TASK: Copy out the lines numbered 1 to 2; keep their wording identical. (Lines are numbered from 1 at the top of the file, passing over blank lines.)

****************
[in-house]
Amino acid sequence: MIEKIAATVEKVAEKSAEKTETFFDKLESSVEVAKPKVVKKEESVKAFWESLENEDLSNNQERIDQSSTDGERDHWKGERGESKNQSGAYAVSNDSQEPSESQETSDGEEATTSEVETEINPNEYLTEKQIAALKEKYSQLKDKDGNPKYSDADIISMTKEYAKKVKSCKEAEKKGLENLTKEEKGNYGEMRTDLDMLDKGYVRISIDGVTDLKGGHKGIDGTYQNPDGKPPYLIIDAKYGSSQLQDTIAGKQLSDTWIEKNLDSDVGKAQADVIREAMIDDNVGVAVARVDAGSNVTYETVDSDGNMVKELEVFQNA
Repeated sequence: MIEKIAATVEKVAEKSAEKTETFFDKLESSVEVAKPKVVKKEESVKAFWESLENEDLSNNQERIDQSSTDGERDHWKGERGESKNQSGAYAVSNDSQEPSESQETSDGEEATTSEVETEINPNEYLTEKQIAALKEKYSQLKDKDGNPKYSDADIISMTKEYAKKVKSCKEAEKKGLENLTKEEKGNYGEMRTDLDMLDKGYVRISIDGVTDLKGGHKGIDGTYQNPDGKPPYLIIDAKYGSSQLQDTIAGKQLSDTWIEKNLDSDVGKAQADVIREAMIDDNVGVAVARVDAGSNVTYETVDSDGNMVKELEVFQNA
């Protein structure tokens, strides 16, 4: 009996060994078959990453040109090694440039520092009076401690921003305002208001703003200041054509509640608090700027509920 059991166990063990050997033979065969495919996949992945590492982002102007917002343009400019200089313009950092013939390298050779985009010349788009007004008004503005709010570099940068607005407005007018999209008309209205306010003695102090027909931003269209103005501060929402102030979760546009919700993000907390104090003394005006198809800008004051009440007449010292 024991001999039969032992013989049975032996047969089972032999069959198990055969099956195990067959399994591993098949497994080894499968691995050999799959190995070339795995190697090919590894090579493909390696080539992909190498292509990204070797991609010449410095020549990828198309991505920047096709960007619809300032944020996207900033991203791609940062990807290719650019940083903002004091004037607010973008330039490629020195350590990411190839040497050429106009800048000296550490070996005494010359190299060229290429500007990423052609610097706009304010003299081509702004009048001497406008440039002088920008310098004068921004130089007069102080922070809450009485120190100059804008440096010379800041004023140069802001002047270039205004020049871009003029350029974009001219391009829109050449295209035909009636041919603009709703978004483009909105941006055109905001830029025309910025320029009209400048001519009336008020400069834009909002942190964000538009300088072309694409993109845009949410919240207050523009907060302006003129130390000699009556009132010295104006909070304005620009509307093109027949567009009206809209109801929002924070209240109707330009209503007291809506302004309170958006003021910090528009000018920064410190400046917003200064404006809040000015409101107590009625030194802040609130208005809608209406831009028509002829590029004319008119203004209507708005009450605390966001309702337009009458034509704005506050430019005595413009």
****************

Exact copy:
[in-house]
Amino acid sequence: MIEKIAATVEKVAEKSAEKTETFFDKLESSVEVAKPKVVKKEESVKAFWESLENEDLSNNQERIDQSSTDGERDHWKGERGESKNQSGAYAVSNDSQEPSESQETSDGEEATTSEVETEINPNEYLTEKQIAALKEKYSQLKDKDGNPKYSDADIISMTKEYAKKVKSCKEAEKKGLENLTKEEKGNYGEMRTDLDMLDKGYVRISIDGVTDLKGGHKGIDGTYQNPDGKPPYLIIDAKYGSSQLQDTIAGKQLSDTWIEKNLDSDVGKAQADVIREAMIDDNVGVAVARVDAGSNVTYETVDSDGNMVKELEVFQNA